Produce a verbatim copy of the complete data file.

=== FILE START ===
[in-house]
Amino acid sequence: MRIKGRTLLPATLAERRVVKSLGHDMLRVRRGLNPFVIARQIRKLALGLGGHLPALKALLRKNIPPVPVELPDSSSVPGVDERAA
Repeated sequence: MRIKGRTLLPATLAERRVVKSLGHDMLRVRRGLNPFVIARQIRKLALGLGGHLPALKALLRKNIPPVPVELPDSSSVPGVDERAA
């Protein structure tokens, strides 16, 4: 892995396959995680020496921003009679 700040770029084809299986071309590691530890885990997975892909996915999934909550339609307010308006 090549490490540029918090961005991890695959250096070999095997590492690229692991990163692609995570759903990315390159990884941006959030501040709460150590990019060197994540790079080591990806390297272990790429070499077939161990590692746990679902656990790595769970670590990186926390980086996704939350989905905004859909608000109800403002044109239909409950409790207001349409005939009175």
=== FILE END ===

[in-house]
Amino acid sequence: MRIKGRTLLPATLAERRVVKSLGHDMLRVRRGLNPFVIARQIRKLALGLGGHLPALKALLRKNIPPVPVELPDSSSVPGVDERAA
Repeated sequence: MRIKGRTLLPATLAERRVVKSLGHDMLRVRRGLNPFVIARQIRKLALGLGGHLPALKALLRKNIPPVPVELPDSSSVPGVDERAA
């Protein structure tokens, strides 16, 4: 892995396959995680020496921003009679 700040770029084809299986071309590691530890885990997975892909996915999934909550339609307010308006 090549490490540029918090961005991890695959250096070999095997590492690229692991990163692609995570759903990315390159990884941006959030501040709460150590990019060197994540790079080591990806390297272990790429070499077939161990590692746990679902656990790595769970670590990186926390980086996704939350989905905004859909608000109800403002044109239909409950409790207001349409005939009175």